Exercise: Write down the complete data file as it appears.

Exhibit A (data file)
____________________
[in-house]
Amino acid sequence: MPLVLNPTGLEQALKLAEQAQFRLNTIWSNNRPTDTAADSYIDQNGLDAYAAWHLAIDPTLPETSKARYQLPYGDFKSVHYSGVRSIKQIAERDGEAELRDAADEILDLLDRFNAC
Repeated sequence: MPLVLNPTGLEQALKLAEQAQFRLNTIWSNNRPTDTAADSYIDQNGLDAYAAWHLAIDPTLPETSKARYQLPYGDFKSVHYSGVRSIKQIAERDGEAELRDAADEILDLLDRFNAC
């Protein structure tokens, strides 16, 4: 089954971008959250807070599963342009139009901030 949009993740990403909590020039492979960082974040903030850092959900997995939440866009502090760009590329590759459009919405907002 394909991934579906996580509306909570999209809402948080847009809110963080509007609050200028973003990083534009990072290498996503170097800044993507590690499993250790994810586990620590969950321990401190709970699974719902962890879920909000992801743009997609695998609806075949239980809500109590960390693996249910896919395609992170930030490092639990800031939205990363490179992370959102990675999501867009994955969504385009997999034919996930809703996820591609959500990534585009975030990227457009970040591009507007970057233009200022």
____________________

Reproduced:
[in-house]
Amino acid sequence: MPLVLNPTGLEQALKLAEQAQFRLNTIWSNNRPTDTAADSYIDQNGLDAYAAWHLAIDPTLPETSKARYQLPYGDFKSVHYSGVRSIKQIAERDGEAELRDAADEILDLLDRFNAC
Repeated sequence: MPLVLNPTGLEQALKLAEQAQFRLNTIWSNNRPTDTAADSYIDQNGLDAYAAWHLAIDPTLPETSKARYQLPYGDFKSVHYSGVRSIKQIAERDGEAELRDAADEILDLLDRFNAC
């Protein structure tokens, strides 16, 4: 089954971008959250807070599963342009139009901030 949009993740990403909590020039492979960082974040903030850092959900997995939440866009502090760009590329590759459009919405907002 394909991934579906996580509306909570999209809402948080847009809110963080509007609050200028973003990083534009990072290498996503170097800044993507590690499993250790994810586990620590969950321990401190709970699974719902962890879920909000992801743009997609695998609806075949239980809500109590960390693996249910896919395609992170930030490092639990800031939205990363490179992370959102990675999501867009994955969504385009997999034919996930809703996820591609959500990534585009975030990227457009970040591009507007970057233009200022």